Elsewhere in this issue you will find a story about a bad situation affecting the Busby District, Northern Cheyenne. While the situation is sad, the response of the community is encouraging.
This small village is known as the “White River” Cheyenne, because while still ranging free before the reservation era, this band favored the White River Country, liking to live close to Sioux friends and relatives, hold-outs who did not want to relocate when the Northern Cheyenne reservation was formed in 1884. Current descendants from Busby still exhibit that independence, now standing up to demand correction of a botched community center project, ably led by a young Cheyenne man, Dana Eaglefeathers, and several other dedicated district members who recently took office.
Here is a picture of Busby, Mont.: It is geographically and demographically the second largest of five districts on the Northern Cheyenne Reservation, populated by about a thousand people, some 300 living in the Busby “village,” the others scattered in the vast rural area. Unemployment and poverty are extremely high (60-80 percent), mostly because the private sector economy is practically non-existent and easily summed up: Northern Cheyenne Tribal Schools, funded by the Bureau of Indian Education, is the main employer, including many locals; the tribal Rosebud Lodge, shelter for children in need and the BIA Youth Detention Center provide some other jobs; the U.S. Post Office employs about three people who rotate shifts, but not any Indians; the D & D Trading Post is solely manned by a non-Indian family; one enterprising fellow has a mechanic shop; about ten families ranch, a hardy crew, experiencing feast or famine and finally, it is home to A Cheyenne Voice, though I haven’t lived here long enough to gain the stripes of a true “Busby-ite.” Many others are very resourceful, which I call subsistence entrepreneurs (bead workers, artisans, wood vendors, scrap metal collectors, quilters, dry meat cutters, pemmican makers, etc.) And dare I mention the thriving underground economy of boot-leggers, drug dealers and fencers who buy and somehow distribute the ill-gotten gains necessary to finance those bad habits? The Busby picture is very similar to many reservation communities scattered across the Great Plains region, such as our “sister village,” Wounded Knee.
The generational and deeply ingrained poverty would challenge even the most educated and talented economist. And, tackling this situation in any meaningful way has certainly been beyond the abilities of our tribal government, for generations. What can be done?
I don’t have the answers either, but think that the “from the top down” strategy hasn’t worked and never will – that is solutions derived and imposed by well-meaning bureaucrats. Instead, change must come from the bottom – up, from the grassroots people who have lived here for generations, hoping their descendants do the same. In past days, Busby people were known for being self-sufficient in a frontier way, gardeners, hunters and fishermen, living in log cabins heated by wood and lit by lamps (some of us still do that), day workers, even traveling off the reservation to work on nearby ranches bringing money home, a simpler way of life, not reliant on much cash. We all dream of a better future for our children and grandchildren, hoping they might prosper and have good lives, but in today’s society, money and jobs are essential.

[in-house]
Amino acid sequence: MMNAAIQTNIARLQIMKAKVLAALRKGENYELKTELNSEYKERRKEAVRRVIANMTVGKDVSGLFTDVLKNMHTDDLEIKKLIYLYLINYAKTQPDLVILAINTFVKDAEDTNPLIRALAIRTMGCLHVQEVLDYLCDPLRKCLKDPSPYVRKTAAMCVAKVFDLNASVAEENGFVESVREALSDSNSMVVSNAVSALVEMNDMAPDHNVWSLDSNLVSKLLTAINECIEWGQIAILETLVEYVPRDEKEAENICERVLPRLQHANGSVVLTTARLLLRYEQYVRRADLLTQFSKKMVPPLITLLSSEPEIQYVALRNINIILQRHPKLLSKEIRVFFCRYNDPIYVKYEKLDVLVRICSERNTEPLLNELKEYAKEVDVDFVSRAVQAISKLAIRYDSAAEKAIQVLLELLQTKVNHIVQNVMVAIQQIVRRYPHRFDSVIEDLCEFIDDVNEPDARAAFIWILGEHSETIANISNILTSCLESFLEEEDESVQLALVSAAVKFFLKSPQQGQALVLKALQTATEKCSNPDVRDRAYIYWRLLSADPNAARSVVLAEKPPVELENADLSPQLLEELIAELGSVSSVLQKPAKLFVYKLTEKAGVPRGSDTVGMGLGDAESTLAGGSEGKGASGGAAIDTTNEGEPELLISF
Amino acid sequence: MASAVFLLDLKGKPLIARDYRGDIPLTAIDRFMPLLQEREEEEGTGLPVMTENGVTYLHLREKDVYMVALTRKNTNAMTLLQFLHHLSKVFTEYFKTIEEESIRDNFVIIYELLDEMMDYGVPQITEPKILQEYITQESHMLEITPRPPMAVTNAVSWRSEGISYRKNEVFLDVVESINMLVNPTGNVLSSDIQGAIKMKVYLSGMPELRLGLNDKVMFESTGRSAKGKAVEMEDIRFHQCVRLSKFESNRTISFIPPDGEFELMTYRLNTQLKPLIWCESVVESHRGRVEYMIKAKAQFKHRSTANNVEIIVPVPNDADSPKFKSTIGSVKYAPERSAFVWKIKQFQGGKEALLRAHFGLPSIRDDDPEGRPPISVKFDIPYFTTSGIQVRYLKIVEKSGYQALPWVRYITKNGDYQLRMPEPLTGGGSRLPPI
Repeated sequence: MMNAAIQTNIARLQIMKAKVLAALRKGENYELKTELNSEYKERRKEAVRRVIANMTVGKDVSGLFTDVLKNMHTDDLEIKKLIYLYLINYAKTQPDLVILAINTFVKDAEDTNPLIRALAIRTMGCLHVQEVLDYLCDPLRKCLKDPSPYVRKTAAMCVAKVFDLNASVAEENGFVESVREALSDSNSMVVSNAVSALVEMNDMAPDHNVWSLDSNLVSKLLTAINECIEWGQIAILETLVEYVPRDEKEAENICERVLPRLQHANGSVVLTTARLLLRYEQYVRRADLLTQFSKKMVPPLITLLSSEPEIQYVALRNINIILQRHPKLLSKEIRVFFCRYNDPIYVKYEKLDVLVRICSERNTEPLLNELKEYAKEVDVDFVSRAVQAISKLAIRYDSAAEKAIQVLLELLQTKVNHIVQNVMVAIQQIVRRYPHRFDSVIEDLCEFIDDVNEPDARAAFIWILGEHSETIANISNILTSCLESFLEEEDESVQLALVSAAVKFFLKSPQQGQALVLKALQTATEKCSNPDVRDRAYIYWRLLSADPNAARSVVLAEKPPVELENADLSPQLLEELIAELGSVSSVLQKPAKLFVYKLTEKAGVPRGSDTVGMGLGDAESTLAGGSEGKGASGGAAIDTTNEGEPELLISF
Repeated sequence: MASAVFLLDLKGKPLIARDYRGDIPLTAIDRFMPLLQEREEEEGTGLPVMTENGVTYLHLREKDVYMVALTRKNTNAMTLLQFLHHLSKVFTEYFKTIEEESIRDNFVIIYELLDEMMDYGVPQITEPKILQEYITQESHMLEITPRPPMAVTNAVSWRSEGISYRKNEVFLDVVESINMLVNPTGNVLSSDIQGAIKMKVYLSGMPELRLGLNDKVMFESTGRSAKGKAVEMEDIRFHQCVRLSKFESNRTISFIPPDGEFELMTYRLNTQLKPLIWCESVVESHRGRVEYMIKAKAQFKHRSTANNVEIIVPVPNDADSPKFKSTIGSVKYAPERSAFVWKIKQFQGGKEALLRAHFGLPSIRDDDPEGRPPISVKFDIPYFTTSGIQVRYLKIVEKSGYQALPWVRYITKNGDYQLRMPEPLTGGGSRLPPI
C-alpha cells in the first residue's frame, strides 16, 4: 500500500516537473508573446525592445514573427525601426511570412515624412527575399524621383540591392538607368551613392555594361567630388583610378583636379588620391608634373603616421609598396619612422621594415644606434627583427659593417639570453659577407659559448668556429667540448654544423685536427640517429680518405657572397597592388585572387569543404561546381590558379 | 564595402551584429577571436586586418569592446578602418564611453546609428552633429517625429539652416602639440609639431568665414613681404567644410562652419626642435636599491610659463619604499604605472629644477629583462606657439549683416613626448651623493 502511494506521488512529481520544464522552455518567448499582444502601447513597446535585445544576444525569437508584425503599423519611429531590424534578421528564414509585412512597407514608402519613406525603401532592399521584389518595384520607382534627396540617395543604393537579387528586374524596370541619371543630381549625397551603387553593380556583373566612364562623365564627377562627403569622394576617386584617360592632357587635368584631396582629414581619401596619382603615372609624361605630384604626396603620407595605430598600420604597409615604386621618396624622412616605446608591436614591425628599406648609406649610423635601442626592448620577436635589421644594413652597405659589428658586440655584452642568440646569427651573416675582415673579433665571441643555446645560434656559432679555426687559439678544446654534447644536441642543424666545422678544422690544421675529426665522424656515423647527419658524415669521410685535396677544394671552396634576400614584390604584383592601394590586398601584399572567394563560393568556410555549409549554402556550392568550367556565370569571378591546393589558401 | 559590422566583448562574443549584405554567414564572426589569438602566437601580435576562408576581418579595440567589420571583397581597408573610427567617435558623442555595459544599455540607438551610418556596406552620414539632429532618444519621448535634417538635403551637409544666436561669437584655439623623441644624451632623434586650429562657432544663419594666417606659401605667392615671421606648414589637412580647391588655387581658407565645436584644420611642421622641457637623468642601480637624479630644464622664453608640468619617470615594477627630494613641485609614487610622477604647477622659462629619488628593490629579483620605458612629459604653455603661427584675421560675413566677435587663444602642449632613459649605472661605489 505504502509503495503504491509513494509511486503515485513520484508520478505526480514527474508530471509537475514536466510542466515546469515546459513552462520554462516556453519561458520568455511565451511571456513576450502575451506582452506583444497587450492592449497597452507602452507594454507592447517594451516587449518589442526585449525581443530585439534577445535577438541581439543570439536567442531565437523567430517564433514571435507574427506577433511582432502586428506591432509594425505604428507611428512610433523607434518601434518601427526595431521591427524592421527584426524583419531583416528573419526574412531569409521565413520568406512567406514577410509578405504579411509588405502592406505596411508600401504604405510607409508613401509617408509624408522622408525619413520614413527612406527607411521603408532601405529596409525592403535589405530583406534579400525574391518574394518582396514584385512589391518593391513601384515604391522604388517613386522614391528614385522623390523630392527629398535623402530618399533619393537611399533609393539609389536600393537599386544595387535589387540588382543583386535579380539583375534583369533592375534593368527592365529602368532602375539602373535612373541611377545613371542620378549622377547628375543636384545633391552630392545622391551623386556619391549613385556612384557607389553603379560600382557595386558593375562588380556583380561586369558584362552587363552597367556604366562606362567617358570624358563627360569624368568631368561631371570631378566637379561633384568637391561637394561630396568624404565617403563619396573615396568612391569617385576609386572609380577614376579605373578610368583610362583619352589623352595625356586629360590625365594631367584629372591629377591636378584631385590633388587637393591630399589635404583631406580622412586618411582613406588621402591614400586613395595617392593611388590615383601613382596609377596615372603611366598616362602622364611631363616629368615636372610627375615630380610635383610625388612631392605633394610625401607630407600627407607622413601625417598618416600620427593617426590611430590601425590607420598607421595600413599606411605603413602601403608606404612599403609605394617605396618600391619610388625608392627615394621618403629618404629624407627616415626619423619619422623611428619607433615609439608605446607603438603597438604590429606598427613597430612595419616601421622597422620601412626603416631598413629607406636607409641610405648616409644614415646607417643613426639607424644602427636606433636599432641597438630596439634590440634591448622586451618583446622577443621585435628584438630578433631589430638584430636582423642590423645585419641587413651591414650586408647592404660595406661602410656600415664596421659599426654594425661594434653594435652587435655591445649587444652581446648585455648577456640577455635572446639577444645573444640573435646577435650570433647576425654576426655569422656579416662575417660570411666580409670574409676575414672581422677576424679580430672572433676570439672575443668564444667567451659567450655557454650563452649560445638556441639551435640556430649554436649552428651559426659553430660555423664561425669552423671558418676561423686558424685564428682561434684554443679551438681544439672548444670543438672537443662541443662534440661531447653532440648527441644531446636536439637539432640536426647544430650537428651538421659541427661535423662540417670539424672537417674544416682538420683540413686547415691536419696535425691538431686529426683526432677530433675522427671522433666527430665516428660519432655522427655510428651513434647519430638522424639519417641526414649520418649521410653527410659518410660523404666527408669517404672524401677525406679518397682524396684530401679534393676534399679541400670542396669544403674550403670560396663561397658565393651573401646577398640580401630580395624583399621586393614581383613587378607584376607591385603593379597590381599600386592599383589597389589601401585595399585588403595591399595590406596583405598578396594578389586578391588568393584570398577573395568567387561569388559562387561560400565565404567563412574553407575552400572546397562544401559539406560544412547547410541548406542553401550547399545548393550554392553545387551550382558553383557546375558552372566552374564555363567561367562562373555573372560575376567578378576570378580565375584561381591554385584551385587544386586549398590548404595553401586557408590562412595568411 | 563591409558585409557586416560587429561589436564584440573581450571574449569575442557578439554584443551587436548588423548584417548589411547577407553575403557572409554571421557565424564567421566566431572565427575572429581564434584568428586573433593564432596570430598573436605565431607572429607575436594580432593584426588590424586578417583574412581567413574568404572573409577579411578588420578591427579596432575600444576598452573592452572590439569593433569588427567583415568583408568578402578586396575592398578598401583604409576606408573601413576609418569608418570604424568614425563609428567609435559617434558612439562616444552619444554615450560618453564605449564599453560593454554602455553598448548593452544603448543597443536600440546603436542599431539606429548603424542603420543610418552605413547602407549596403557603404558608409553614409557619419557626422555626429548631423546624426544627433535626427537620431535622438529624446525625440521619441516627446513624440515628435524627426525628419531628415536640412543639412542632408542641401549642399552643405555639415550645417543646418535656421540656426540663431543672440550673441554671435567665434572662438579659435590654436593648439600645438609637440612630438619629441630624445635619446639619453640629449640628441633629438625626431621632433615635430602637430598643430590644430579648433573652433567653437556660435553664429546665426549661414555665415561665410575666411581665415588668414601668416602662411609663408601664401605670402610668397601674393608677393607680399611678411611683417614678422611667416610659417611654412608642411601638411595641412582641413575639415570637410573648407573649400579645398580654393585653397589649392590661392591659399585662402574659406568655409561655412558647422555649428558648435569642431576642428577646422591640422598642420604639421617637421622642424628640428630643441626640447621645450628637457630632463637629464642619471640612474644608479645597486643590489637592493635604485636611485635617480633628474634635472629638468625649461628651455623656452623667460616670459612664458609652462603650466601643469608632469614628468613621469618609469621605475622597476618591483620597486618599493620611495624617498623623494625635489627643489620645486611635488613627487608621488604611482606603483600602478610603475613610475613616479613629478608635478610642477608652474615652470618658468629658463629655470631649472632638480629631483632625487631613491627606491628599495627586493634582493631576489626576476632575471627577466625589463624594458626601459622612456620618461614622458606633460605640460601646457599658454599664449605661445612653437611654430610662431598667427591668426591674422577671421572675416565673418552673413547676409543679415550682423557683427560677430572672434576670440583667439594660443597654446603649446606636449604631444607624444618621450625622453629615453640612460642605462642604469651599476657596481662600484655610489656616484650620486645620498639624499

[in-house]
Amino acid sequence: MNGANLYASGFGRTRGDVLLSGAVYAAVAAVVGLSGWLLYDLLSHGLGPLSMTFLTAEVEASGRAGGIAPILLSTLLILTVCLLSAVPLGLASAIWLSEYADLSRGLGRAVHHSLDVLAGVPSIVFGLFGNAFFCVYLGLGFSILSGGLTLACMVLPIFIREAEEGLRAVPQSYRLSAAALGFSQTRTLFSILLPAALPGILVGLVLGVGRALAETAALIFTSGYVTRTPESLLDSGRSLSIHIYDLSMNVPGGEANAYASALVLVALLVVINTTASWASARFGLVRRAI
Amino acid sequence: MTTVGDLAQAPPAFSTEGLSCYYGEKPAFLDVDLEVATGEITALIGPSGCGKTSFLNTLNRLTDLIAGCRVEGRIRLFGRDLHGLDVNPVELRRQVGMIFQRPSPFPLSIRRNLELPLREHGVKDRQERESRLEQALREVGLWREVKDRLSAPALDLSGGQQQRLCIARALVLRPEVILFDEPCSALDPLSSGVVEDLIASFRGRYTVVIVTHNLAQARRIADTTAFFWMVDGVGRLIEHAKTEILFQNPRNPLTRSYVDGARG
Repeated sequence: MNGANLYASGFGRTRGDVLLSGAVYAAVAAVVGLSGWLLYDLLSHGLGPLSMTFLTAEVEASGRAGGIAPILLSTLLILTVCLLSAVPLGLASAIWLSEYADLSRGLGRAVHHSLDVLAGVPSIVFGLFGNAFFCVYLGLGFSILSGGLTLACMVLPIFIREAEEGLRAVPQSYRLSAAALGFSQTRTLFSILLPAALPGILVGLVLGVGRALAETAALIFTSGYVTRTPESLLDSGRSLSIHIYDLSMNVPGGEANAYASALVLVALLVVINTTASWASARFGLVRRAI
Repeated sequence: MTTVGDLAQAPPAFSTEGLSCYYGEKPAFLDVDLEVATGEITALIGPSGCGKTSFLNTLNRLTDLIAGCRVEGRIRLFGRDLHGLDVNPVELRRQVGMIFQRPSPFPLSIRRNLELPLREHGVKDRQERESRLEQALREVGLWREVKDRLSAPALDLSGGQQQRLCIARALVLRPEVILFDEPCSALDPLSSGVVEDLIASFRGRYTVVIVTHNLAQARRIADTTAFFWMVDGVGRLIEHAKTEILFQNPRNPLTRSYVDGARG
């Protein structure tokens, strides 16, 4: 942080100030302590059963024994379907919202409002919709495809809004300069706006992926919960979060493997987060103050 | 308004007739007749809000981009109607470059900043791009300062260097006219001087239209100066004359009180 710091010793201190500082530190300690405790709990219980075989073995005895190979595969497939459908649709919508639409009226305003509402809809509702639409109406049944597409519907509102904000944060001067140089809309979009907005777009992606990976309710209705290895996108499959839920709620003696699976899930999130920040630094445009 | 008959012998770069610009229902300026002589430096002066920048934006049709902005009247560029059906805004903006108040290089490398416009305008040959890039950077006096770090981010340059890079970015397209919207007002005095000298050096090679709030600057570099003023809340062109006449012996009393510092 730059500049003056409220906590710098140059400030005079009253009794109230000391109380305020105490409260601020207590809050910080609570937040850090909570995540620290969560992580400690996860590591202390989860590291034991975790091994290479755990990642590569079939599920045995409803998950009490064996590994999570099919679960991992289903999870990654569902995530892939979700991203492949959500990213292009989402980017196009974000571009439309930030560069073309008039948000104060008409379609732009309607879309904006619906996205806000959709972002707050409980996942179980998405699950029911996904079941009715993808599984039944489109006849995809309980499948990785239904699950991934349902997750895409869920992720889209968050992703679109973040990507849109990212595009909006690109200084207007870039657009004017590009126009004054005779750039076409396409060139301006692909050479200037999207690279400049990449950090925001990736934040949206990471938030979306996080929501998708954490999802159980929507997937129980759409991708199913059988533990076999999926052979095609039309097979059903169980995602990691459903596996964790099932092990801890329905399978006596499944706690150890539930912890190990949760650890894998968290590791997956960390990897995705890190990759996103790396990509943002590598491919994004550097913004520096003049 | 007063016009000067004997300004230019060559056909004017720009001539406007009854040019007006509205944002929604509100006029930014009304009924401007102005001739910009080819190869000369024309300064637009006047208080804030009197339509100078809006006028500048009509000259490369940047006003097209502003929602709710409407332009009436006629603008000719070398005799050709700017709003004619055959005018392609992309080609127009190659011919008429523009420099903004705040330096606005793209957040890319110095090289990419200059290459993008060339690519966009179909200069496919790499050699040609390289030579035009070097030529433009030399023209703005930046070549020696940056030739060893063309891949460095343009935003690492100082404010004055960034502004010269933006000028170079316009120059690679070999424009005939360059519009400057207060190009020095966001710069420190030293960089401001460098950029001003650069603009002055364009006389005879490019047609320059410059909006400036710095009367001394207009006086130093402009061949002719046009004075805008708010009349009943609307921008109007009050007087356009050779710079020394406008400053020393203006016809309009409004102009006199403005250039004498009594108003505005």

Busby folks have long played second fiddle to the largest district, Lame Deer, the hub of government and commerce on the Northern Cheyenne reservation. Maybe, that can change. Recent district meetings in White River Cheyenne country have seen record attendance, as people gather in well-behaved fashion to discuss community problems and possible solutions, for which they are demanding accountability. Tackling the problem of a botched community center is a first step; yet they have other things in mind, such as re-taking control of the Northern Cheyenne Tribal Schools through an elected school board, replacing a tribal council member committee; urging the provision of additional community services such as a Food Bank, “Meals on Wheels” for tribal elders, constructive activities for youth, suggesting small business projects etc.
As Dana says “the people have the ultimate power and we are getting back to that.” He is a very respectful and courteous young man, from a well-known Cheyenne family, he and fellow district officers taking their office and obligation very seriously, determined to follow the wishes of the Busby community, in the style of a true servant.
This is a good thing. Hopefully, the course can be stayed; people will put aside old family feuds or differences and come together, keeping an eye on the goal: a better future for White River Cheyenne country by speaking with a unified voice. Even they may be surprised at how powerful that can be. I, for one, think it is wonderful to see the White River Cheyenne standing up again.
(Clara Caufield can be reached at email@example.com)